In Spain, Columbus Day is recognized as National Day, and Zapatero has decided to not extend the usual invitation to U.S. Marines to march in the country's annual parade. Instead of New Worlders marching in Spain's parade, Zapatero has invited France instead. The insularity of turning inward to France instead of outward to the Americas echoes the populist isolationism of the U.S. Columbus Day protestors.

The new world and the old world have failed equally in understanding the significance of Columbus's global discovery. But the twisted incoherence is not nearly as ugly as is found in the third world.
 
In Venezuela, the only part of the continental Americas where Columbus actually set foot, in 1498, Venezuelans tell me the holiday has turned into an orgy of leftist lunacy. If all the world's leftist fanatics got their way with their demands, and managed to succeed in turning the holiday upside down, Venezuela's Columbus Day spectacle is about what they'd get.
 
Since 2002, the day itself has been renamed the 'Day of Resistance.' 

In Caracas Monday, government—financed goons pulled down the bronze statue of Columbus, aping the pulldown of the ugly socialist—realist statues of Saddam Hussein, according to a chavista Web site.  The grand statue had adorned the city for decades. The takedown had been pre—planned, and was done like a gang lynching.  Photos show a mob pulling the statue down and dragging it around, Somalia—style, with what looks like a bloody sheet around its neck. The photos coming out from that are vile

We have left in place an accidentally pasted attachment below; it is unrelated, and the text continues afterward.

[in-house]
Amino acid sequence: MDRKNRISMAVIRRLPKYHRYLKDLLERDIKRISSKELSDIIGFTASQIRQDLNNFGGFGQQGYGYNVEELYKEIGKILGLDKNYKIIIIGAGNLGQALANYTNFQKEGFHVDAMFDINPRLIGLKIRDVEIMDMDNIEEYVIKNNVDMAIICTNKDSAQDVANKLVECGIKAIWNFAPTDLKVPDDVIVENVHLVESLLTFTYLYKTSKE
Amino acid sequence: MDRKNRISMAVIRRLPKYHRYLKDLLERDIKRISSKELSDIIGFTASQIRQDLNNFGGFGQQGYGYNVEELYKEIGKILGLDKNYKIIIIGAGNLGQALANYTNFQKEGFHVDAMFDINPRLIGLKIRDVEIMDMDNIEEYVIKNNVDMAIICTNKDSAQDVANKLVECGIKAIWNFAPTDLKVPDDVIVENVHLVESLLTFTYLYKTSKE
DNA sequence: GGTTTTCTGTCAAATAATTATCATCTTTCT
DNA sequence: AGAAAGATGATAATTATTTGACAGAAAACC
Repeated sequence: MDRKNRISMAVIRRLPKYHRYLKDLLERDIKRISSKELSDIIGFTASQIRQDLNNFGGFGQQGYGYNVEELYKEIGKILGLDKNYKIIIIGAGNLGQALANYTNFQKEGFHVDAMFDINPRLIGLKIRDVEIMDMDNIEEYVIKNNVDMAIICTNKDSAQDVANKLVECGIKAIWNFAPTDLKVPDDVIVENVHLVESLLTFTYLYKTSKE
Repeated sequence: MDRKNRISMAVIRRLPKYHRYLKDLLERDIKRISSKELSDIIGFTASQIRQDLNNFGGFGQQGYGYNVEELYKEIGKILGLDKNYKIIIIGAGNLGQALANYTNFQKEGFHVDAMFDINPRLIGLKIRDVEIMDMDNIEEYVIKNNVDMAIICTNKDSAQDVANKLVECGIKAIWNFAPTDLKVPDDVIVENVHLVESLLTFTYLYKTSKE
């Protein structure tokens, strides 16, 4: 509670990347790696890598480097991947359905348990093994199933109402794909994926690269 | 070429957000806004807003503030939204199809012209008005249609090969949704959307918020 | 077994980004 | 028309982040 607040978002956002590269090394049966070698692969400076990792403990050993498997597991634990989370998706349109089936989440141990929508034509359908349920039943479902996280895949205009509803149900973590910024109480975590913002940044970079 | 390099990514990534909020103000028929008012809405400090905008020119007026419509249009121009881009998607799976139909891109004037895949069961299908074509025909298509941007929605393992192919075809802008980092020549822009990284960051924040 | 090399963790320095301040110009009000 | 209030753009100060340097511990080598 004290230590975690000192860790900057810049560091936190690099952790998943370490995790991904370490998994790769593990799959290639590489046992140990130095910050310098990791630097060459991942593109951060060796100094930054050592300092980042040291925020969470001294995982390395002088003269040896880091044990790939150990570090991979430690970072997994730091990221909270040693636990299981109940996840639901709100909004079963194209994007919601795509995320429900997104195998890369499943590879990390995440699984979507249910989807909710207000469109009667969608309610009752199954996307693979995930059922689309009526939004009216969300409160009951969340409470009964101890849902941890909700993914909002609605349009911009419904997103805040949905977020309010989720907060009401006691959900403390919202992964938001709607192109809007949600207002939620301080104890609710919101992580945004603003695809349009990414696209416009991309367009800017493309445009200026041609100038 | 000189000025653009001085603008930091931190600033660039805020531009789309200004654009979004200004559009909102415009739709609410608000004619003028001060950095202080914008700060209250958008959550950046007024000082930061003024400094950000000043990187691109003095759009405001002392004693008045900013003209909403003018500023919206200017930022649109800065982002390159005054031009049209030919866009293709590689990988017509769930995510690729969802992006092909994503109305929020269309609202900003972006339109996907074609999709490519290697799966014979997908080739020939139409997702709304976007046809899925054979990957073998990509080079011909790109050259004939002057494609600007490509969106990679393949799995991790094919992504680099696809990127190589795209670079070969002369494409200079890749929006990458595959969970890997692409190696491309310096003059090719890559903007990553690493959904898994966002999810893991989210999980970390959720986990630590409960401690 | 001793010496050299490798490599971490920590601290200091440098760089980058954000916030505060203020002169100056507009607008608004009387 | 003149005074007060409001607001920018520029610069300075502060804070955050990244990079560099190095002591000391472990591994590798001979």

Even the government seems to be a little taken aback by the symbolic violence. The otherwise thuggish mayor of Caracas says he has made arrests. But the government's hands are not clean. Venezuelan dictator Hugo Chavez has made this a day to mark "conquest and shame." Chavez also is well—known for making any occasion a racial issue, constantly attempting in his long speeches to pit blacks and Indians against whites (in a country where the races are fairly blended anyway). What better time than Columbus Day to browbeat the whites, whom Chavez calls the ruling class oligarchs, when he's not calling them cockroaches, squalid ones, and worse.

"It's not about discovery anymore," my correspondent in Caracas writes. "The government's line droned into us is that we were colonized and our Indian ancestors exterminated. So viva Chavez and our Indian origins,' he ends sarcastically.

This bacchanal of third world lunacy is in the same league as the populist demands of the U.S. protestors, the head—in—the—sand inward turn of Spain which is making itself a satellite of France, and all the anti—globalization protests seen since the Seattle WTO fiasco. It amounts to the regressive effort Shiva and V.S. Naipaul described to go back to a supposedly paradisiacal past, instead of confronting reality and progressing forward. It's the basis for all evil ideologies. And it is profoundly hostile to the spirit of discovery in the new world.